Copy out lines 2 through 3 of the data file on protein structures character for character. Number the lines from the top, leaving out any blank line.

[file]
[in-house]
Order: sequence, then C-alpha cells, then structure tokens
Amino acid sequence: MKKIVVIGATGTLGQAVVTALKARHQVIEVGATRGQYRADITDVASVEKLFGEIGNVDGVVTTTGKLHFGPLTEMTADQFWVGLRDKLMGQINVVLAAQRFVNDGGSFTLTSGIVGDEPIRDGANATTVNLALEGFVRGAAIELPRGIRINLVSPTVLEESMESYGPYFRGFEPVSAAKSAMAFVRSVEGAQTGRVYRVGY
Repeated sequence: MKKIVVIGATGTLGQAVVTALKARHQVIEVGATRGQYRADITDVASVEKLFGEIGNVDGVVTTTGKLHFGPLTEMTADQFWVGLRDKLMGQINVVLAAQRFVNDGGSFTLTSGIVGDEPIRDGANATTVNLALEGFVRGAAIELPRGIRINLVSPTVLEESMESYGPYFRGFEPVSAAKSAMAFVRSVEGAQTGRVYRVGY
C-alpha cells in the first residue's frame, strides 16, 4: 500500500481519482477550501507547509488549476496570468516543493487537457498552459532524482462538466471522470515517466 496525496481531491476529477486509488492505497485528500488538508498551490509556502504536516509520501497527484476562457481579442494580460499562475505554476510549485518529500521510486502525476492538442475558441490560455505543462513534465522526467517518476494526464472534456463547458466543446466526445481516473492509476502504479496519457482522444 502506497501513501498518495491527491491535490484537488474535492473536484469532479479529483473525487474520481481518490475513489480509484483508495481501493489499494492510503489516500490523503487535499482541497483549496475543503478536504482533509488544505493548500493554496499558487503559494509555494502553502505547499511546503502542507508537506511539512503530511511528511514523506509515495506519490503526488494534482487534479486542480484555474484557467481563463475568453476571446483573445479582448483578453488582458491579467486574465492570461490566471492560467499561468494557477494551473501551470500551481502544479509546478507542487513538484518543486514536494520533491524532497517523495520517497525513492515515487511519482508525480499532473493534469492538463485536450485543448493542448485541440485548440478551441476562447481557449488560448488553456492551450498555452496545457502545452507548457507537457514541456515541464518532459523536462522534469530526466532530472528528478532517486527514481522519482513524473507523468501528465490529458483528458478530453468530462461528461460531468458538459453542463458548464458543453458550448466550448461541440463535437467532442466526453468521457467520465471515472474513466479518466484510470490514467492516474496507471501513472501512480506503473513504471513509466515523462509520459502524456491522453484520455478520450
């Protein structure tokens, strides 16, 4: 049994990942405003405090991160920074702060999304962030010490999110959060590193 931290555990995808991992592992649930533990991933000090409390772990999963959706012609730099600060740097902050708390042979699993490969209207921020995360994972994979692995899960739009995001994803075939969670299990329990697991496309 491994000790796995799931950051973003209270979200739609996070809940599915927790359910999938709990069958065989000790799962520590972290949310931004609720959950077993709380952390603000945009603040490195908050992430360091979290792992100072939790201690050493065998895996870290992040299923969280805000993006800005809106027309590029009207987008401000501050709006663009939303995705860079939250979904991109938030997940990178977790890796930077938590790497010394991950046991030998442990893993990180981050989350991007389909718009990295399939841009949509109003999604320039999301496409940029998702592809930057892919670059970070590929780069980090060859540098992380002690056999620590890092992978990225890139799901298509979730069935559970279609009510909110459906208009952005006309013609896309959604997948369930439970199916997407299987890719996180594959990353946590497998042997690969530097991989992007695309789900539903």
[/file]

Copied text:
Order: sequence, then C-alpha cells, then structure tokens
Amino acid sequence: MKKIVVIGATGTLGQAVVTALKARHQVIEVGATRGQYRADITDVASVEKLFGEIGNVDGVVTTTGKLHFGPLTEMTADQFWVGLRDKLMGQINVVLAAQRFVNDGGSFTLTSGIVGDEPIRDGANATTVNLALEGFVRGAAIELPRGIRINLVSPTVLEESMESYGPYFRGFEPVSAAKSAMAFVRSVEGAQTGRVYRVGY